Testing that takes five days or longer is of little use, researchers from the University of Utrecht in the Netherlands reported Thursday in the journal Lancet Public Health.

“In our model, minimizing testing delays had the largest impact on reducing transmission of the virus and testing infrastructure is therefore the most critical factor for the success of a contact tracing system,” Marc Bonten, who helped lead the study, said in a statement.

Contact tracing is considered the gold standard for fighting an epidemic of infectious disease, but it requires testing all people who may be infected, isolating those who are, and then tracking down other people they may have infected and testing and isolating or quarantining them.

For these efforts to actually reduce the spread of the virus, three things need to happen, the researchers said. First, testing must happen on the day a person develops symptoms. Second, contacts must be traced starting the day test results come back. And third, there needs to be 100% tracing coverage.

With a testing delay of more than three days, not even perfect contact tracing could keep the spread of the virus from accelerating.

The researchers considered both conventional and app-based contact tracing methods. Because of their speed, app-based tracing methods were more effective than conventional methods, even with lower contact coverage.

In fact, app technology could keep the viral spread from accelerating even with a delay of up to two days, as long as there was 80% testing and tracing coverage.

Once the testing delay goes over to five or more days, app tracing “adds little effectiveness to conventional contact tracing or just isolation of symptomatic cases,” the researchers wrote.

“This study reinforces findings from other modelling studies, showing that contact tracing can be an effective intervention to prevent spread of the SARS-CoV-2 virus, but only if the proportion of contacts traced is high and the process is fast. Our study builds on this to show, in detail, what role each step in the process plays in making this approach successful,” said Mirjam Kretzschmar, one of the lead authors of the study, in an accompanying news release.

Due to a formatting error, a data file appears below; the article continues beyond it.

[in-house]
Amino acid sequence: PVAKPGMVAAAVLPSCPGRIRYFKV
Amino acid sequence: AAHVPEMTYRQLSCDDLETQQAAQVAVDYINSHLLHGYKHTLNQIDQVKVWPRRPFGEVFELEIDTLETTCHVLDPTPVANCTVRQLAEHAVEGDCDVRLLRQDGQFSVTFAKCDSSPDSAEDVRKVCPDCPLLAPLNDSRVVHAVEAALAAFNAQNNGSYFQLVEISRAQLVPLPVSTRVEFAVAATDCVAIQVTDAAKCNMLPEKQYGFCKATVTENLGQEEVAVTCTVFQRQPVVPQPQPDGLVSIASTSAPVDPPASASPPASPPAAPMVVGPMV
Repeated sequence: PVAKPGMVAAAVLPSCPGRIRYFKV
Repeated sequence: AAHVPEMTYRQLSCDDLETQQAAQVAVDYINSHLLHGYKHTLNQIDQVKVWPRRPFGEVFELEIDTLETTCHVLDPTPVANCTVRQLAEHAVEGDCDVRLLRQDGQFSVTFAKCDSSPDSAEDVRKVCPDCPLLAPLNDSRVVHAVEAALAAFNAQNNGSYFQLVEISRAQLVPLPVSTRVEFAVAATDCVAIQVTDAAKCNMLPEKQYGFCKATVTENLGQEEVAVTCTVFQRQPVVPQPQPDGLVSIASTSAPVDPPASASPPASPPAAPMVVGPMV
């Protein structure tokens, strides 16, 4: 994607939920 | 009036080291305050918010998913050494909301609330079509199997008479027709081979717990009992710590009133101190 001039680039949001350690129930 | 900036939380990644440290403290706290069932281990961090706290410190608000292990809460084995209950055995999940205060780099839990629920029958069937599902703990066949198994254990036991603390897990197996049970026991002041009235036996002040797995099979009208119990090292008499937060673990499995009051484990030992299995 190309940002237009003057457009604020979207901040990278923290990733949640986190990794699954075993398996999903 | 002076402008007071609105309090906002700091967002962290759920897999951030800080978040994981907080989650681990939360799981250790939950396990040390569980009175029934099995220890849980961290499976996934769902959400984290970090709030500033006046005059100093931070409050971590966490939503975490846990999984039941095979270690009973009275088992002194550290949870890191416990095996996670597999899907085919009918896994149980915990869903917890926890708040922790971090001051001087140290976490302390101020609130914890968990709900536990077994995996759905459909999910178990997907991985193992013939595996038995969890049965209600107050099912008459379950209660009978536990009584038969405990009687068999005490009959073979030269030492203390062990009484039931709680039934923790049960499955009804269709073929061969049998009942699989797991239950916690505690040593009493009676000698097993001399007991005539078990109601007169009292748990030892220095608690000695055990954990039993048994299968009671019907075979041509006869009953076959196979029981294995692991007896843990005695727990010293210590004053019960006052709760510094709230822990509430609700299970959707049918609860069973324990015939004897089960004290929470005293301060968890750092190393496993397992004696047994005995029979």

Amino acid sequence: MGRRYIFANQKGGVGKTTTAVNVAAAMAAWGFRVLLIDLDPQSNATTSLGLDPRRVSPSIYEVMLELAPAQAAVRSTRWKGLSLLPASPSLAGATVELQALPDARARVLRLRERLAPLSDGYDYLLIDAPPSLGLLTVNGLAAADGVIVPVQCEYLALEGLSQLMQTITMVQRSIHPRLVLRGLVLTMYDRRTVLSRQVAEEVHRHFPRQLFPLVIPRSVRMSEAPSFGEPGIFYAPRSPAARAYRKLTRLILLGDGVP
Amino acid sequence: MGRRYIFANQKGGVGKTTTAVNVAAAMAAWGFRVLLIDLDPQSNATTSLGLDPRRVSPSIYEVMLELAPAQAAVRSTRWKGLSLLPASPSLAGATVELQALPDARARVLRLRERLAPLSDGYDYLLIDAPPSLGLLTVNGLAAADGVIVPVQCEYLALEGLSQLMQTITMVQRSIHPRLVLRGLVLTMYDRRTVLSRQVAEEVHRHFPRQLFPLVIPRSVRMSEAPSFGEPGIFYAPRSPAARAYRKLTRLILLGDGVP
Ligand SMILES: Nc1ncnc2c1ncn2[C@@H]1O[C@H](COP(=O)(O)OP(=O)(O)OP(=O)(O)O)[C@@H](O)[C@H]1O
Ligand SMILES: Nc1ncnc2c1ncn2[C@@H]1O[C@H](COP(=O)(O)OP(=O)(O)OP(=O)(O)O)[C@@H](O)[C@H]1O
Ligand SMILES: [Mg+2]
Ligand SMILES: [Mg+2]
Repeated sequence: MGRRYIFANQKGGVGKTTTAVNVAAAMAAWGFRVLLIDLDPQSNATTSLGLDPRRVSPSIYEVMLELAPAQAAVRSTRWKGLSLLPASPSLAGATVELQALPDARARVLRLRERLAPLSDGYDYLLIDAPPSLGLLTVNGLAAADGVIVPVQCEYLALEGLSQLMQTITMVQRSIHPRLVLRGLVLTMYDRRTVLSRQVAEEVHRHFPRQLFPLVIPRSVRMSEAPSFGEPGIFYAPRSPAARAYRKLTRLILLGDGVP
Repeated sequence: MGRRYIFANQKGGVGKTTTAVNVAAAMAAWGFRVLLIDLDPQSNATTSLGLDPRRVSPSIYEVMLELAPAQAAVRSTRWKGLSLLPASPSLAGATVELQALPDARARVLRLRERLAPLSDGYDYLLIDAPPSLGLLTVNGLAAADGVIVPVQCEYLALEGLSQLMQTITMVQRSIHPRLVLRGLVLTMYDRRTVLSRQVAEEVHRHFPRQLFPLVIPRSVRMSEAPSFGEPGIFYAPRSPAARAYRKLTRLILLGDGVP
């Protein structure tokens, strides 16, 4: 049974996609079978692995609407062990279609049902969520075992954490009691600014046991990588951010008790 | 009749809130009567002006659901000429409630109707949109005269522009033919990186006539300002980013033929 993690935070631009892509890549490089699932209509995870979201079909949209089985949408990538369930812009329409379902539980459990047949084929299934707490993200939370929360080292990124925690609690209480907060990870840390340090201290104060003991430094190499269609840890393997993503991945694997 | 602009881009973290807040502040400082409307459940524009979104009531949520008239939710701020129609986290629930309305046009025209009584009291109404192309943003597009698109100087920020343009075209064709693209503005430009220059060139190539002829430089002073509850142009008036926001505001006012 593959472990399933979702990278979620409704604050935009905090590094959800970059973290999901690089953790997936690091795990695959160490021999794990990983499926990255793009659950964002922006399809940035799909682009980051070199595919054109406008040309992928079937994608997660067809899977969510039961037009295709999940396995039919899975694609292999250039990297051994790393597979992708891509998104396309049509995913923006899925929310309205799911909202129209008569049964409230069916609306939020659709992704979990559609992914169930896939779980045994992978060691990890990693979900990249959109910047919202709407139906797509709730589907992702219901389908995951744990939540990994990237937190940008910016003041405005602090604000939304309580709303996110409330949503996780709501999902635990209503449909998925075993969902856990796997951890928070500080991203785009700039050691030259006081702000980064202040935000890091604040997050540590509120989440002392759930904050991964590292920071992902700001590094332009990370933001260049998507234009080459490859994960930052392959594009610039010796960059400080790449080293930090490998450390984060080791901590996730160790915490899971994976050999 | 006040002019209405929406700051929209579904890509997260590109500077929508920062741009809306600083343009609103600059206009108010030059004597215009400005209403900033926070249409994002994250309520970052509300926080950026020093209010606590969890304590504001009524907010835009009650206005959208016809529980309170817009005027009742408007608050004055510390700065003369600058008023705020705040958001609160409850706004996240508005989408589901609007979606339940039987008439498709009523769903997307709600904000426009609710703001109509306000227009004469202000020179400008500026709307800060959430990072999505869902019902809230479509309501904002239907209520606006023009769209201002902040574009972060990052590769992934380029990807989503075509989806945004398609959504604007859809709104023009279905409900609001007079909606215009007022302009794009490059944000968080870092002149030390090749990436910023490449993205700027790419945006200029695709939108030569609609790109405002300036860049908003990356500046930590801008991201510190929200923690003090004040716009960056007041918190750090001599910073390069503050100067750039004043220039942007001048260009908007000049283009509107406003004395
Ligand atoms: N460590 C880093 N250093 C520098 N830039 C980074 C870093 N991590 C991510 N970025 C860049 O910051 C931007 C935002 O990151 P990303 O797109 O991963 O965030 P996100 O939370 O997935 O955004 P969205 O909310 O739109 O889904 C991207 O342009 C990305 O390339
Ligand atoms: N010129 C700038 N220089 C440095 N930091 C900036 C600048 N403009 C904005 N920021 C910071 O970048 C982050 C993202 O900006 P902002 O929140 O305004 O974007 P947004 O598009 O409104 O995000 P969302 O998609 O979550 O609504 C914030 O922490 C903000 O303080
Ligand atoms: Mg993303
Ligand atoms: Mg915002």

Experts not involved in the study agreed that fast testing is essential for contact tracing success.

Dr. David Bonsall, a senior scientist and clinician at Oxford University’s Nuffield Department of Medicine, who was not involved in the research, said the findings are consistent with other research that has been done.

“We agree that manual tracking efforts also should aim to return test results within 24 hours, and trace people rapidly thereafter,” he said in a statement.

For contact tracing to work, however, people must be alerted before they infect others.

“High rates of pre-symptomatic transmission requires that the total delay, from symptom onset to contact-tracing, does not exceed 48 hours,” Bonsall said.

Louise Ivers and Daniel Weitzner, from the Center for Global Health and Massachusetts General Hospital, said they had doubts about reliance on apps to help in contact tracing.

“This is not to say mobile apps are lacking in promise, but they do remain unproved as a public health intervention,” Ivers and Weitzner wrote in a commentary accompanying the study.

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